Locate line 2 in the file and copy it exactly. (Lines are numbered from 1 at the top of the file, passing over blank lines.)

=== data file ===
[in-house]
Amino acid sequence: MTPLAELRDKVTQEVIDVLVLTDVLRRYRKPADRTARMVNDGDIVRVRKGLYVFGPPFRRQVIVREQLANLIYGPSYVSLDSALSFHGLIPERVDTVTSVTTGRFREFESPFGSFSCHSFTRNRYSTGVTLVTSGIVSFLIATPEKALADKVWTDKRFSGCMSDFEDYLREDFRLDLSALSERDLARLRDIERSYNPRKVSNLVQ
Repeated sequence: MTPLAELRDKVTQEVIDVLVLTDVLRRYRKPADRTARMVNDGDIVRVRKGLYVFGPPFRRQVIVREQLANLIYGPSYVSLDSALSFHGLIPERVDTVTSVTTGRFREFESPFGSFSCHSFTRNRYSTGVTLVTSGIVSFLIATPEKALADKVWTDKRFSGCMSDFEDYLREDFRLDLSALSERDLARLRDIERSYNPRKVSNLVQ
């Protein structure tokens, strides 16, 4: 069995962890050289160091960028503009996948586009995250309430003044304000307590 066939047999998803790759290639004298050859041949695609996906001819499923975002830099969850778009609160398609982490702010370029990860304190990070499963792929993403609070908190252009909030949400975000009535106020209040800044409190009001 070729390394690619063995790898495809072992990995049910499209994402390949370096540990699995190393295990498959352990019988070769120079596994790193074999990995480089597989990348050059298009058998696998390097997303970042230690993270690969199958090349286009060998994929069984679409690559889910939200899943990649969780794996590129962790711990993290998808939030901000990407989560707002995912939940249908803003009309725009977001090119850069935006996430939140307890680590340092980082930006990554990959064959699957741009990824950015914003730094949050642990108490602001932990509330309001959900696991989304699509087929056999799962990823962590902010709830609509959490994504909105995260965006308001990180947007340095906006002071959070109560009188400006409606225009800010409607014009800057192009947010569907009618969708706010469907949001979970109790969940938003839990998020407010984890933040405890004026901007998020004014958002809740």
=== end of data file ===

Amino acid sequence: MTPLAELRDKVTQEVIDVLVLTDVLRRYRKPADRTARMVNDGDIVRVRKGLYVFGPPFRRQVIVREQLANLIYGPSYVSLDSALSFHGLIPERVDTVTSVTTGRFREFESPFGSFSCHSFTRNRYSTGVTLVTSGIVSFLIATPEKALADKVWTDKRFSGCMSDFEDYLREDFRLDLSALSERDLARLRDIERSYNPRKVSNLVQ